BBC’s "Sherlock" and Europeanness: A Case Study on the Circulation of a European TV Crime Series in Italy
Keywords:Sherlock, TV Series, Cultural Encounters, Europeanness, Britishness
This paper considers BBC’s Sherlock (2010-2017) to intervene in debates on European identity and the transnational circulation of popular culture. The series, one of the most recent and successful television adaptations of Arthur Conan Doyle’s novels, is set in contemporary rather than Victorian London. It represents an example of both ‘quality’ international television and ‘prestige’ British popular culture. As noted by other writers, among the characteristics that enabled the commercial success of the series is its capacity to merge nostalgic elements deriving from the widespread imagery of the ‘original’ Sherlock Holmes with new and innovative textual components (e.g. use of digital technology, social media). The paper considers how Sherlock negotiates between tradition and innovation by bringing together past and present. It argues that such negotiations could perhaps be considered a mark of Europeanness, understood as a process of negotiating national identities. The paper then looks at the reception and circulation of Sherlock in Italy through the lens of cultural encounter theory. The series can be considered a success in terms of ratings and audience share. To some extent Sherlock has triggered both reflections on British television and self-reflections on Italian culture. Nevertheless, from the data we have collected, we observe that such reflections, however significant, remain limited.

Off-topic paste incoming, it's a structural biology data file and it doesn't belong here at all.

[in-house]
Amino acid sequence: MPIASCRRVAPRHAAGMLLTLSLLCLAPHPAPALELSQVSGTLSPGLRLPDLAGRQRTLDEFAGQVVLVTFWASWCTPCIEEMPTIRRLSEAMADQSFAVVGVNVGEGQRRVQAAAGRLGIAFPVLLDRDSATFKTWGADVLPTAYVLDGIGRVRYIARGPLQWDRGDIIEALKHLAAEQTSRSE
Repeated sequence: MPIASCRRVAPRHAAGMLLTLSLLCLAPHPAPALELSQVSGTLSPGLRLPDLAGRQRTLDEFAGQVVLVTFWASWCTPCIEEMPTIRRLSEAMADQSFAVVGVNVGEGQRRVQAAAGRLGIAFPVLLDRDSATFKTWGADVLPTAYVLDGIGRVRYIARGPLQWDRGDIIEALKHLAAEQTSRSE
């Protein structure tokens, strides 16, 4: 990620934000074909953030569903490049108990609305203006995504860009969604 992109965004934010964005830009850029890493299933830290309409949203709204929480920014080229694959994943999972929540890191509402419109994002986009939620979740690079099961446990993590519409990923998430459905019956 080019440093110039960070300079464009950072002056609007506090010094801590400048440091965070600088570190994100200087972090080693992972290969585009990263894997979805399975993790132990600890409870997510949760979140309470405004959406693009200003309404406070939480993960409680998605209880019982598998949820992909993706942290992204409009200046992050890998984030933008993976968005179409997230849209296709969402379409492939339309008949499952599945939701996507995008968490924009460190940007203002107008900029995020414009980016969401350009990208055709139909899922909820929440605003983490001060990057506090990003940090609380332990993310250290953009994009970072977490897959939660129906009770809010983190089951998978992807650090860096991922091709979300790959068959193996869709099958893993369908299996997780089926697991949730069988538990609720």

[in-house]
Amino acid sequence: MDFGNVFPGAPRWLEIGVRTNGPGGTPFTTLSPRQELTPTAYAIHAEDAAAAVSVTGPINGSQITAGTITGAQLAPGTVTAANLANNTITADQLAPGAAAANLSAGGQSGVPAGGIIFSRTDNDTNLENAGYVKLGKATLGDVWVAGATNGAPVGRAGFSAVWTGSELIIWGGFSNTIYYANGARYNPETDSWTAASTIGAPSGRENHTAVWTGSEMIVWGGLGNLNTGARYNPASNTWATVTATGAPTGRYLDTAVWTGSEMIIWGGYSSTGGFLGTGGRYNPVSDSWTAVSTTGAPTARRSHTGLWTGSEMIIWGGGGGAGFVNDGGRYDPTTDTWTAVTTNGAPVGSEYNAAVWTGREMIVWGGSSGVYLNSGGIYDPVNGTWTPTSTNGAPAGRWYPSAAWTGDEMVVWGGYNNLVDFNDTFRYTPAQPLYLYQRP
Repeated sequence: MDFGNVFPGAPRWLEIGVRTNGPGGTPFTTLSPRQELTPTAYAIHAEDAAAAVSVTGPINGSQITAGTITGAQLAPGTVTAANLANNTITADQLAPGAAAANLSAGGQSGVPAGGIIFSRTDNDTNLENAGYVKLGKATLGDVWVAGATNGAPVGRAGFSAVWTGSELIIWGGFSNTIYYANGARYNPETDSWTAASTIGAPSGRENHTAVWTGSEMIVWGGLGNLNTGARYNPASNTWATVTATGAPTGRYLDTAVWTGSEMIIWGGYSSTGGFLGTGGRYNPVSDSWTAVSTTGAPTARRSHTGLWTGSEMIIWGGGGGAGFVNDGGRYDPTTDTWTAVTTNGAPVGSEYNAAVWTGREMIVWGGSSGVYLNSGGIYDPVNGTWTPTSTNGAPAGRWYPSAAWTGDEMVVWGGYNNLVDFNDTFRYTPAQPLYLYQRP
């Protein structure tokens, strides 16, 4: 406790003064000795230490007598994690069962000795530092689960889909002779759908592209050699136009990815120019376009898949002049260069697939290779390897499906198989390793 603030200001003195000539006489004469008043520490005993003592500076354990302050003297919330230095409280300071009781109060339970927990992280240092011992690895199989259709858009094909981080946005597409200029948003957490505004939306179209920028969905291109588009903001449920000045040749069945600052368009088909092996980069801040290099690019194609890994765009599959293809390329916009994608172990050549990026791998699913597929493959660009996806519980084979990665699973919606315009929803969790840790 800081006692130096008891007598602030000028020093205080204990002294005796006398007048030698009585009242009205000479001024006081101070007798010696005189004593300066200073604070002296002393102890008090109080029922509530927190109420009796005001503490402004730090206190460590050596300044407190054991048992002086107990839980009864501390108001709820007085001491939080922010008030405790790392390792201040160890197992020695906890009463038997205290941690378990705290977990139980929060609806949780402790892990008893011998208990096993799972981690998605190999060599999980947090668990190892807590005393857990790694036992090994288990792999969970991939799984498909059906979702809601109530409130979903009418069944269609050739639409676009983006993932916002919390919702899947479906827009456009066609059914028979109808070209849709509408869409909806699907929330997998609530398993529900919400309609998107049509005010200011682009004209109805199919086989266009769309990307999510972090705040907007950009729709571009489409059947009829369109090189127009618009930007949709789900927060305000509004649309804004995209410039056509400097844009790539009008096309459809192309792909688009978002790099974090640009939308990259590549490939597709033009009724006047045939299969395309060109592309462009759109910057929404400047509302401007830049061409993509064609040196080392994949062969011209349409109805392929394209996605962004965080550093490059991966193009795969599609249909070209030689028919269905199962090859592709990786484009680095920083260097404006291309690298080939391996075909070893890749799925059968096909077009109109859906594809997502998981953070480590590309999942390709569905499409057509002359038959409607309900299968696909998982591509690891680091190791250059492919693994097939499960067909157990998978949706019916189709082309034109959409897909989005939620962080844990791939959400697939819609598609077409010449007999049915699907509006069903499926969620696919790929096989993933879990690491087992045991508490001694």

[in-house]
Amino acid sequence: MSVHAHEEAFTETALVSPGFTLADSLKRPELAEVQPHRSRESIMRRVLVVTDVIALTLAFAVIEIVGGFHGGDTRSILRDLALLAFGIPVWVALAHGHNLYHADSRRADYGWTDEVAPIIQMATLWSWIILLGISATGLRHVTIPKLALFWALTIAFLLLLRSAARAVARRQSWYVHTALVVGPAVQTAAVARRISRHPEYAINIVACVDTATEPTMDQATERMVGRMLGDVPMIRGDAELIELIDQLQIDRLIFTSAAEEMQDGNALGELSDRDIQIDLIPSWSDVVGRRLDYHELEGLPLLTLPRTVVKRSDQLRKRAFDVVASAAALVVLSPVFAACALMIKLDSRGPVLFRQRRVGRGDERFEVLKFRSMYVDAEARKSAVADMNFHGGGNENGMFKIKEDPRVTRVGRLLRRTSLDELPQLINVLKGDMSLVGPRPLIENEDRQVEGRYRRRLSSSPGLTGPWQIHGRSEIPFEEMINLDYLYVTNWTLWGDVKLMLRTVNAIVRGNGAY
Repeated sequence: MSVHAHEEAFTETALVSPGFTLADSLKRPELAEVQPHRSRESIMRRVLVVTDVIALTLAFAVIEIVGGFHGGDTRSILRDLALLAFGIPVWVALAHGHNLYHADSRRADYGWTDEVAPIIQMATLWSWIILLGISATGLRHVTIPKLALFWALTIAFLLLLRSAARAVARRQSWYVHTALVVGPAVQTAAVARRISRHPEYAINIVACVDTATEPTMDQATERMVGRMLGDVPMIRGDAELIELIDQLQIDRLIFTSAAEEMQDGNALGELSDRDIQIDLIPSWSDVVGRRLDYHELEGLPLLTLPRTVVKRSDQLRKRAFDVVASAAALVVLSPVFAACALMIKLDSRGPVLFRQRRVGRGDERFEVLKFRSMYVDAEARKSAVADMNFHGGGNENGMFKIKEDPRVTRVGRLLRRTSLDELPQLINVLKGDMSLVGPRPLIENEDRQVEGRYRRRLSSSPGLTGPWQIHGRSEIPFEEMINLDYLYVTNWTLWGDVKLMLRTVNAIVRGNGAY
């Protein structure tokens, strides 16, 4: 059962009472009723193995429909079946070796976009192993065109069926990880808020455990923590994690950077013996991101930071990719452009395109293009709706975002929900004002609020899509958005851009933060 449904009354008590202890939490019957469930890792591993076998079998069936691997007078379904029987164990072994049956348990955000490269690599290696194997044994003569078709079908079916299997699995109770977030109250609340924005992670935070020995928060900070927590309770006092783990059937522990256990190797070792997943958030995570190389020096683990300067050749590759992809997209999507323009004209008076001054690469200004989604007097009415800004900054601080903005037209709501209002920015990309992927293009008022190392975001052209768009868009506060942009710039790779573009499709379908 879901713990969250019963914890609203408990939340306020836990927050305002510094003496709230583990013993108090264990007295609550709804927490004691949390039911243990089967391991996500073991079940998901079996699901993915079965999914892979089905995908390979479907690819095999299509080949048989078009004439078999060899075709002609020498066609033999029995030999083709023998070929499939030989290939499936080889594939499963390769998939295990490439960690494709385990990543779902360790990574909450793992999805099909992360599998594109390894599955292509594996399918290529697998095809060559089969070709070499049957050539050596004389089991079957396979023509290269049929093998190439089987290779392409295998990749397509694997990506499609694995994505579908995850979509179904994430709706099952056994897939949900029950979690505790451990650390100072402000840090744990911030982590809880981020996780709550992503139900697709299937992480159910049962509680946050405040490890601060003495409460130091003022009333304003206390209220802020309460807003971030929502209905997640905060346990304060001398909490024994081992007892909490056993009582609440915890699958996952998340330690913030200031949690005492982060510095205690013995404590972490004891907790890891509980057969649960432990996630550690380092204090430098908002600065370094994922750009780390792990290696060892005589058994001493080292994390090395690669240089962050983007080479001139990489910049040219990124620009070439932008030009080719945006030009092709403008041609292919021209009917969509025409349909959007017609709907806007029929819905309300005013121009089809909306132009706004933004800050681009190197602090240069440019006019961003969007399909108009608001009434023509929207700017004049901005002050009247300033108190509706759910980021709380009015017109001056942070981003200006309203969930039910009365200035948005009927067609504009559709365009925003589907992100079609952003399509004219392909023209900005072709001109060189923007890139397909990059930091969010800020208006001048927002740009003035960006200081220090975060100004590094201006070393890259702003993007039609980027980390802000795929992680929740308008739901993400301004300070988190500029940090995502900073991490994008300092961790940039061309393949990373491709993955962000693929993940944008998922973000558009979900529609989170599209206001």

How to Cite
Copyright (c) 2021 Luca Antoniazzi, Sara Casoli
This work is licensed under a Creative Commons Attribution 4.0 International License.